Category Archives: French customs

The Secret of Coffee in France

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Why can’t I get a proper cup of coffee in France? This is a question I am often asked by disappointed Australians and Americans who are used to a very wide variety of coffee beverages and are surprised to see that France, with its café culture, does not seem to have the coffee they are looking for.

Autumn leaves in front of Café Nemours on Place Colette, one of the most iconic cafés in Paris

Well, the reason is that it’s a café culture, but not a coffee culture. The French don’t walk down the street sipping from a cup. They either drink their coffee standing at the bar or sit down at a table.

Perhaps a little history of Australian coffee might help. To quote Aussie expat Luke Barclay, from Café de la Baie near the Mont Saint Michel :  “France doesn’t have a highly developed coffee culture like Australia does. Historically coffee is relatively recent in Australia – we are essentially English in culture up until a point and thus tea was the thing. But with post war immigration came coffee styles from around the world and these blends led to the highly specific style that is found in Australia and New Zealand – quite different to that found in North America and yet composed of pieces from European (and Eurasian) coffee. That said there is a complacency with many businesses and their coffee. I know from my Café de la Baie that the majority of French ask simply for a “café” as if there is only one style available and this is despite café au lait existing here as much as espresso. Thus few varieties are proposed by cafés. Further, the advent of automatic machines in France has reduced the quality. Those that make coffee know less and less about the techniques, quality is lost, machines aren’t cared for (or kept clean!). Temperatures, timing, ratio, grind qualities: all sorts of variables and most cafés just push a button and assume its a good brew.”

In France, in a normal café, you can have expresse (or expresso – note the “x”), café long, café au lait, café crème, café noisette and cappuccino (but not always – I remember a café in a small town in Brittany where we stayed several days where only one person could make it and she wasn’t always there). In more sophisticated cafés, especially in Paris, you might be able to get other types, but they are usually brasseries or cafés catering to tourists.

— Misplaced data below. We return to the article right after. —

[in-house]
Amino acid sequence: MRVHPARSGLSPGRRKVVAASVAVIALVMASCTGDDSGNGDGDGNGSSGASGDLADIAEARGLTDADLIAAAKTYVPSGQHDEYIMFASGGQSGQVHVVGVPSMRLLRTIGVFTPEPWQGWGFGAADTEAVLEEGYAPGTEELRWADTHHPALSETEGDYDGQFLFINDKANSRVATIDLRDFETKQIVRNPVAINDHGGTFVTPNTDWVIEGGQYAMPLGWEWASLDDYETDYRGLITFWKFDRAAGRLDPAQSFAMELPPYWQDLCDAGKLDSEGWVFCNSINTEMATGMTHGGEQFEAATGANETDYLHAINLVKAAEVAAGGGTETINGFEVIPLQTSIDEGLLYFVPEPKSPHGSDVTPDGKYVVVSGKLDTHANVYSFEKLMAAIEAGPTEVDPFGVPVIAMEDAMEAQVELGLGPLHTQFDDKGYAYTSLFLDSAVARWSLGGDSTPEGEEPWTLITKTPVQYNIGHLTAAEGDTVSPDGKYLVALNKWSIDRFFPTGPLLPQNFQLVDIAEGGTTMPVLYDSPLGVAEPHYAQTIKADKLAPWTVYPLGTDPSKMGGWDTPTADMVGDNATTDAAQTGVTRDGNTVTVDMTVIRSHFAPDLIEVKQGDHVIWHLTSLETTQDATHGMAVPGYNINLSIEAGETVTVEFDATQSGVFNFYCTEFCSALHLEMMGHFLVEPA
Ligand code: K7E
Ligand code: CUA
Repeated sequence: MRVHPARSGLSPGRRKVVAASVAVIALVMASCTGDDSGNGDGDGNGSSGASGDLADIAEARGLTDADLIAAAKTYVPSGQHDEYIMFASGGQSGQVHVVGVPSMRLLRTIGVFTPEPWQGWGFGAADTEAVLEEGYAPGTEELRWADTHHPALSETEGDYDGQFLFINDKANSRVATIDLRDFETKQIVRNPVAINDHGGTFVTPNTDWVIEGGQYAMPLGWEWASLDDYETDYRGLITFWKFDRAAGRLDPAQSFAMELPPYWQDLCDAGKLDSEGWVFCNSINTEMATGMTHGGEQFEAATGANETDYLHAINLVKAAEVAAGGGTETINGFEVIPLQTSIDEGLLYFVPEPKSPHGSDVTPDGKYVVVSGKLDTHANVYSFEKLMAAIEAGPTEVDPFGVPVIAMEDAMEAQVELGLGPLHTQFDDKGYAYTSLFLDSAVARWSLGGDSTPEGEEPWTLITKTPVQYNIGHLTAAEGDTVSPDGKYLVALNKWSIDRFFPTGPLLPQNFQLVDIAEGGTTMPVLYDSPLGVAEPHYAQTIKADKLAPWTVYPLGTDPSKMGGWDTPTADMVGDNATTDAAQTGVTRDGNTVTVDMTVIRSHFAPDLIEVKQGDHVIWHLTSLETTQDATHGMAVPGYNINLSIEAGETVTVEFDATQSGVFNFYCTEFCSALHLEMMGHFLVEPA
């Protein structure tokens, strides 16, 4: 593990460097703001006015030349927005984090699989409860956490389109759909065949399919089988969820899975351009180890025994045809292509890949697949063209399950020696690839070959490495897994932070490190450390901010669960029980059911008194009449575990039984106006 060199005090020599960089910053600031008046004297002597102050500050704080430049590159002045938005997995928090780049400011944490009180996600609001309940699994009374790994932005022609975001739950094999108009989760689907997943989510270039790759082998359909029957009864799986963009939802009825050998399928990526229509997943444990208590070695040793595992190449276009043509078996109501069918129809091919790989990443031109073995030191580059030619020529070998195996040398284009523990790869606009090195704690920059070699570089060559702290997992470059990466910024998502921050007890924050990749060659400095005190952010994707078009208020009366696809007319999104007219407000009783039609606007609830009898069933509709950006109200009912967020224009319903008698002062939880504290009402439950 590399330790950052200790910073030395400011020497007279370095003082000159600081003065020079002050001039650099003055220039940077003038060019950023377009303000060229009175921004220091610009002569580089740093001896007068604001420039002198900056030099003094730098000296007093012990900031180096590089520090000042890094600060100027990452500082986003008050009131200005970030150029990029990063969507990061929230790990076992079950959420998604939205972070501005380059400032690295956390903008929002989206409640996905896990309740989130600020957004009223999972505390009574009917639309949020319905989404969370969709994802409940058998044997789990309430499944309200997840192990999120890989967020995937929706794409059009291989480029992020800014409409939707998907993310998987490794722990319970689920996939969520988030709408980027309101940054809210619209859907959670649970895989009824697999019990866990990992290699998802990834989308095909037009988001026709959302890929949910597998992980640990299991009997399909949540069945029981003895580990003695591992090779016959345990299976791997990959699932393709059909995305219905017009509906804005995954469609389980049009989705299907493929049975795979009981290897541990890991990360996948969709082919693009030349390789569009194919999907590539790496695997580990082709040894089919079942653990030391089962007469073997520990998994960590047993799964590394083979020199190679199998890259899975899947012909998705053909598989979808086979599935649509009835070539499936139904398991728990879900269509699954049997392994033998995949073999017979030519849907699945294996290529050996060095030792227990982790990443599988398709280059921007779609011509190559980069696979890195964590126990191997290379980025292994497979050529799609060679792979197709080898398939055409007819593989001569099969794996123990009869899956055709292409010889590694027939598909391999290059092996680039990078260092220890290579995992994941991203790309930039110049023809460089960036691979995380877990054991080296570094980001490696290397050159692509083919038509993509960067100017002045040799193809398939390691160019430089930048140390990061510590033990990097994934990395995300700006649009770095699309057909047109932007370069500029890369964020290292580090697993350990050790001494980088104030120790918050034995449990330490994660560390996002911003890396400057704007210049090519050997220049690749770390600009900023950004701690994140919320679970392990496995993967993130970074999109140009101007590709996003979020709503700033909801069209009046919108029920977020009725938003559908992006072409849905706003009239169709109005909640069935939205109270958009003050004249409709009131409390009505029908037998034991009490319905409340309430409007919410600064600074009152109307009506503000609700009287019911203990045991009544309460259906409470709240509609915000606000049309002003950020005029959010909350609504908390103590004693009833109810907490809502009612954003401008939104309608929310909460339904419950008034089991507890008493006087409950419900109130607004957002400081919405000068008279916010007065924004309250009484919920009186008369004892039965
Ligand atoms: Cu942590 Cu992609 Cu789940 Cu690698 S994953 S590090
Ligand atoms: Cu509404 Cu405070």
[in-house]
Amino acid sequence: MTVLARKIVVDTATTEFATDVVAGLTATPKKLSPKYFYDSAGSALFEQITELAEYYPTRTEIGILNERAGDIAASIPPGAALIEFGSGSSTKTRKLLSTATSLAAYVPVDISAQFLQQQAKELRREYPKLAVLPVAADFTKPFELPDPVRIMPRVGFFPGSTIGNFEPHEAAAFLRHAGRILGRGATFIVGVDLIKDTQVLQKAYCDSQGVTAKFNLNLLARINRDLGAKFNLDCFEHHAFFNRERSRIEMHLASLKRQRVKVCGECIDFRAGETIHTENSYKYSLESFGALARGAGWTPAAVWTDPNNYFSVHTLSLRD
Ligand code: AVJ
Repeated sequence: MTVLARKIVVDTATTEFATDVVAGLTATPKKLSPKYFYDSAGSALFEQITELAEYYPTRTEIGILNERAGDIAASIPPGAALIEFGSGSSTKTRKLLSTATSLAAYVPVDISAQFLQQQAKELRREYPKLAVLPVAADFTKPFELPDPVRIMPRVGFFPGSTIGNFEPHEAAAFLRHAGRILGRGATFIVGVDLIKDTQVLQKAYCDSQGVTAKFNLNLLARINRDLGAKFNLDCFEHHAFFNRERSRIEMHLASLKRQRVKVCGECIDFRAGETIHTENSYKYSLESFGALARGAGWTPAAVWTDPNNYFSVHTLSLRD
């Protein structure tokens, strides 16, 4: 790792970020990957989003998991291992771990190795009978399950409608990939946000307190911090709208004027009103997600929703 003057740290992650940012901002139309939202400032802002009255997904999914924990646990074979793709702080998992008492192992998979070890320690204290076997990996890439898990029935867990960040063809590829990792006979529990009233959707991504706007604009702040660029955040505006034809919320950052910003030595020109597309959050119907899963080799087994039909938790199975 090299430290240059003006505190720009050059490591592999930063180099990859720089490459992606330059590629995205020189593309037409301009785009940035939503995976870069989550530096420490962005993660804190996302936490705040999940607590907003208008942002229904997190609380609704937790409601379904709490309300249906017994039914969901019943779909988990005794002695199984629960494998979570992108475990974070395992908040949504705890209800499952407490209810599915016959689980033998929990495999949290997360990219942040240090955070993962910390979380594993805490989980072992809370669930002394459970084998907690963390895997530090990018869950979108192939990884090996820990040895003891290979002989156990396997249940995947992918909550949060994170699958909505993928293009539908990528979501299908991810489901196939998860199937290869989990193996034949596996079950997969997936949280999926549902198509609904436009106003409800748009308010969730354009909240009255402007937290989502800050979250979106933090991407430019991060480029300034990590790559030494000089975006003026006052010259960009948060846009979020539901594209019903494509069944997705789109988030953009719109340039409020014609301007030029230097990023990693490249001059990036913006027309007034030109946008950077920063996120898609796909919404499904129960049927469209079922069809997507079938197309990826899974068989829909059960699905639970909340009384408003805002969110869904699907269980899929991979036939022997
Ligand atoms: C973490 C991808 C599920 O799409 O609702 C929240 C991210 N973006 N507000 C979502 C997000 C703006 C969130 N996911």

Baristas, as such, do not exist in France, as they are not considered necessary.

In Paris, a typical expresse is very “serré” which means that it has been tamped to death and is usually very bitter. Outside Paris, it is usually not as strong and therefore not as bitter. It is generally served in a small cup or tasse but not a ½ tasse as it is in Italy. It is considered a must after a meal but is also popular at other times during the day as a pick-me-up.

When I first came to France in 1975, all homes had a drip coffee machine and a coffee grinder but nowadays most people have an espresso machine of some sort and buy pods.

A café long is sometimes called an américain or Americano and served in a bigger cup. It is a weaker version of the expresse and made with a double dose of water.

A café noisette is an expresse to which a teaspoon of foamed milk is added. However, in some bars, they just add a drop of cold milk.

A café crème is an Americano to which a spoon of whipped cream has been added. It is often referred to as a grand crème.

A real cappuccino at Kat’s Coffee in Tours

We all know what a cappuccino is – until we get to France! Here it is considered to be an expresso topped with milk froth and sprinkled with cocoa. Now that automatic espresso machines are widespread, that version has definitely become the norm. If you want a creamy foamed milk cappuccino à l’italienne, you first have to check they have a machine with a wand and even then, as you can see in the photo below, there can be surprises. I rarely order cappuccino because I am invariably disappointed, except for a café in the city of Tours called “Kat’s Coffee” which has the real thing. I haven’t found a real cappuccino in Blois yet. If you don’t want it automatically sprinkled with cocoa you have to say so.

A cappuccino at The French Café in Blois

In Normandy in particular where they put cream in everything they can, a cappuccino is made with whipped cream and not foamed milk.

A café au lait is coffee to which warm milk has been added. It is the traditional French breakfast drink. After childhood, French people rarely drink milk without something in it, such as chocolate or coffee. A café au lait is also a way of introducing children to black coffee. As time goes on, you add less milk.